“There are two things,” the teacher says. “We must have a glimpse of immortality. Without that our lives are short and limited. And while we can do something significant in the short space of limitation, we find that in the end, there’s a hunger for something beyond this enclosure.” If you see very small children in imprisonment, when they’re two or three, they’re quite happy. It’s big enough. The camp is big enough. They got a ball and they can throw the ball against the wall and they can scamper along here. It’s big enough. They don’t feel any constriction at all. When they need to grow up and they begin to look beyond, then they finally feel, they must get out; well, in the same way, there are people who are beginning, spiritually, to feel the limitations. Before that, we feel, “Oh, well, if only things were adjusted a bit better, I’d be quite happy inside this small space.” But when we begin to grow spiritually, the Indians say the elephant gets too big for the little house.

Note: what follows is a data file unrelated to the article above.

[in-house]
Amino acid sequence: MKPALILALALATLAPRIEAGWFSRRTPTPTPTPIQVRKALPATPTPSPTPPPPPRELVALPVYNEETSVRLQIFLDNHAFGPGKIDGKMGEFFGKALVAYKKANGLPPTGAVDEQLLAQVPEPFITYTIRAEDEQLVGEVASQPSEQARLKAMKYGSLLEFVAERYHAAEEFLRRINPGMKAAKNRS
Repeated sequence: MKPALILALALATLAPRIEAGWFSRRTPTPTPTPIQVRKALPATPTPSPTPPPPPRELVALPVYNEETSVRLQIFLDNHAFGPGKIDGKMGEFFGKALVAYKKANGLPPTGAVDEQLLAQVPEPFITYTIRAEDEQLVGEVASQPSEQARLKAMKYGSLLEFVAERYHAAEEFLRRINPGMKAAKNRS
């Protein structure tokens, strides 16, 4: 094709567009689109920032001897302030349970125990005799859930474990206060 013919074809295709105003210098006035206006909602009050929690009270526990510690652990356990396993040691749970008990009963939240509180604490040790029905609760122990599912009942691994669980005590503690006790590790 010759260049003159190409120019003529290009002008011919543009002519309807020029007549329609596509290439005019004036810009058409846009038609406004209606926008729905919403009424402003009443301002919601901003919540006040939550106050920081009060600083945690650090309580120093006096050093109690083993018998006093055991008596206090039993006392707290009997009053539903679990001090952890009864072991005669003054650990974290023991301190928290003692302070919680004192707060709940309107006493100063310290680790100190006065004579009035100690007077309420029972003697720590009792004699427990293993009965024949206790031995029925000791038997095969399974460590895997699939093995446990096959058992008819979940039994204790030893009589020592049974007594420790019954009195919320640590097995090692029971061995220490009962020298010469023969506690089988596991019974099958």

Well, there are two practices. One is defined, a flash of immortality. And the second, is to find the purpose – that there’s a purpose in the universe, otherwise, our actions just seem to be like cleaning a little space in the jungle, making that tidy but the rest of it, completely devoid of purpose or order. There are two practices which the teachers give and which I’ll pass on here. The elements from which glass is made – sand and silica. You can’t see through them, but when they’re mixed, purified in a particular way, becomes transparent glass. You can see right through. You think, “Well, how can that be? You can’t see through sand,” but when they’re mixed, you have this transparent glass. But how is it that something which is opaque becomes transparent?